From the Church on the Hill
by D. Eric Williams
Pastor, Cottonwood Community Church
The LORD had said to Abram, “Leave your native country, your relatives, and your father’s family, and go to the land that I will show you. I will make you into a great nation. I will bless you and make you famous, and you will be a blessing to others. I will bless those who bless you and curse those who treat you with contempt. All the families on earth will be blessed through you” (Genesis 12:1-3, New Living Translation).
In chapter twelve of the book of Genesis the story of Abram is began in earnest. This is a fresh direction in the Genesis record. Yet this portion presupposes previous knowledge and so is not a “completely new narrative.” (Wenham, Genesis 1987, 274).
It is important to note that God is presented here by his covenant name of Yahweh. This is significant because it is in Genesis 12:1-3 that “Yahweh makes the covenant initiative offer to Abram” (Walton, Genesis 2001, 392). We may consider such an offer something one would obviously accept with eagerness. However, we must understand what Abram is being asked to do. God is calling Abram to do something virtually unheard of in that ancient Near Eastern culture; leave your family and clan and strike out on your own. Yahweh is asking Abram to trust him even though it defies the logic of Abram’s worldview.
Even more unusual are the promises Yahweh makes to Abram. He tells him he will make him a great nation. In other words, Yahweh insists that Abram believe he will receive a family in place of the family he is leaving. We have already been alerted to the fact that Sarai is barren (Genesis 11:30). If Abram were to have any hope for family, logic tells him he should remain with his clan where, if necessary, he might find another wife to carry on his line. In any case, “the initiative offers much, but its cost is significant. Abram must trust Yahweh to deliver what he has offered in order to give up so much that Abram already has to gain” (Walton, 392).
Yahweh goes on to enumerate a number of blessings that will come to Abram if he walks away from the security of hearth and home. Not only will he be a great nation but he will be blessed, famous – and blessing to others. In other words, Abram will be found in the middle of God’s favor and protection. Moreover, the favor of God will flow outward from the family of Abram to the entire earth. In essence “what Abram is promised was the hope of many an Oriental monarch” (Wenham, 275). Then, without further build up to the event, we are simply told that “Abram departed as the Lord had instructed” (Genesis 12:4).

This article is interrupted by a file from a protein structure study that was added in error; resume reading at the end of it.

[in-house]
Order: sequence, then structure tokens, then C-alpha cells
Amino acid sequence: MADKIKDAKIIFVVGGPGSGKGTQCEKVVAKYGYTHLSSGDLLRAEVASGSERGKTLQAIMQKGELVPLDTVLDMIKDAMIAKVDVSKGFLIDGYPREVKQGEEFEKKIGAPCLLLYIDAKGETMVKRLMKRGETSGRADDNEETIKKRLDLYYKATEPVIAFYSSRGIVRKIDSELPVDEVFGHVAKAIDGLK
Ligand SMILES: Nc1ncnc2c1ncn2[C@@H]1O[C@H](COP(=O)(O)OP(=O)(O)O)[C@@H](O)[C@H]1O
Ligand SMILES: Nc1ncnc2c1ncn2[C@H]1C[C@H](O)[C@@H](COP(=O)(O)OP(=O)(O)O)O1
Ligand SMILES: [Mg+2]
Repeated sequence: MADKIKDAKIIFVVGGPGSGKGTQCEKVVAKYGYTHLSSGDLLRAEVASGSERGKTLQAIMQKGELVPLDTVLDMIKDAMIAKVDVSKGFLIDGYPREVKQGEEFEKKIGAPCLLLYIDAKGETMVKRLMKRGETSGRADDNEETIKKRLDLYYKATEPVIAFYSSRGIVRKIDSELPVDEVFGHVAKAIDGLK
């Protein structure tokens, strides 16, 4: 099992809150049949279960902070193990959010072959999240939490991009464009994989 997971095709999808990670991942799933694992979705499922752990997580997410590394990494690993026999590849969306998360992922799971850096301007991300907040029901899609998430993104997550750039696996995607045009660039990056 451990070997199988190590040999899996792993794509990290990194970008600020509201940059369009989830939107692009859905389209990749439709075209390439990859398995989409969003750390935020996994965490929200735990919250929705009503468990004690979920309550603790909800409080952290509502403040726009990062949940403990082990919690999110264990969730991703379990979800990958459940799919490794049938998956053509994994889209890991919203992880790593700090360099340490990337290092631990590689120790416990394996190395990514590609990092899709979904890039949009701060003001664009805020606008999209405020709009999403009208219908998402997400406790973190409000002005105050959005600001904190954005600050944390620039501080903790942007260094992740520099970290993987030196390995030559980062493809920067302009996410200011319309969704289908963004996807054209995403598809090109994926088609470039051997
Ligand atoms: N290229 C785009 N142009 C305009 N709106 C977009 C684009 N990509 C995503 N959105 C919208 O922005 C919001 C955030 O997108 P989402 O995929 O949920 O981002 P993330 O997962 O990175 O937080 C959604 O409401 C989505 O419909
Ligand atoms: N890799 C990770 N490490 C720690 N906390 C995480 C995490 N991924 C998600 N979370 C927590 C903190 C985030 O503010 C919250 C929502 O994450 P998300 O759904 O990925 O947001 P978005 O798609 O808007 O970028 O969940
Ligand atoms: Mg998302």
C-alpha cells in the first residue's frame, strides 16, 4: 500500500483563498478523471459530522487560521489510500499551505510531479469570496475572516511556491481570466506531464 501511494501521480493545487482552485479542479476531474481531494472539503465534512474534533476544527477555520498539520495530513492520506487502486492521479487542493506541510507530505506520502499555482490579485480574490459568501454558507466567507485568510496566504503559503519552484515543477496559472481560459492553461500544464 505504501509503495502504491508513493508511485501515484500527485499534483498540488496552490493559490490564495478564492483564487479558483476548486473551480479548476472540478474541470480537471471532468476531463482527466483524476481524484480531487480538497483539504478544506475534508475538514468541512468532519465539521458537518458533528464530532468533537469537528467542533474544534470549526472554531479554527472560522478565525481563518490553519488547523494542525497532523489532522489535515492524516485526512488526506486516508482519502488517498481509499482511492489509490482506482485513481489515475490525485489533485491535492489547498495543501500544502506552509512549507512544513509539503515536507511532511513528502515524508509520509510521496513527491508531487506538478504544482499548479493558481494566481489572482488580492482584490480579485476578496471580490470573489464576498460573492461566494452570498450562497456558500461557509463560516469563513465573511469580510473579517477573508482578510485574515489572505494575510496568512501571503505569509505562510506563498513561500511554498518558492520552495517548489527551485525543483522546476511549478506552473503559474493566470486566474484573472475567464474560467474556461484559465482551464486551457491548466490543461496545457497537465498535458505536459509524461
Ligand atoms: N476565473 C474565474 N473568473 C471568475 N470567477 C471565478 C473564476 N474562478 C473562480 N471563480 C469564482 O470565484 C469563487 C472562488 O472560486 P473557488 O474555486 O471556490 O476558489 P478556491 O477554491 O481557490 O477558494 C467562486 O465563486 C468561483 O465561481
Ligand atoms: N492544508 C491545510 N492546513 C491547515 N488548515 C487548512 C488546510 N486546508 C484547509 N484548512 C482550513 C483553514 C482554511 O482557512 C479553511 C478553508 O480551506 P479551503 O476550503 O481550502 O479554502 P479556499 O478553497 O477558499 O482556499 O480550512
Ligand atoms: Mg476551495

Essentially, Yahweh expected Abram to take him at his word, for, “God does not ask Abram to give up anything he is not going to replace” (Walton, 399). God says he will give Abram a land of his own if he is willing to leave his native country. He says he will give Abram a new family, a “kinship group” and the protection and security provided by that familial relationship (Walton, 399). This was probably the most difficult transition for Abram. By leaving his father’s household he was also abandoning his duties to his parents and family clan. He was turning his back on the blessings of the family line (Walton, 399).
Another aspect of this may be the abandonment of his inheritance. This is not as clear. In Genesis 12:5 we are told that when Abram left Haran, “He took his wife, Sarai, his nephew Lot, and all his wealth—his livestock and all the people he had taken into his household at Haran—and headed for the land of Canaan” (Genesis 12:5). Thus, it is possible Abram left his father’s household with his portion of the inheritance.
We will return to this topic next week.

Cottonwood, Idaho 83522


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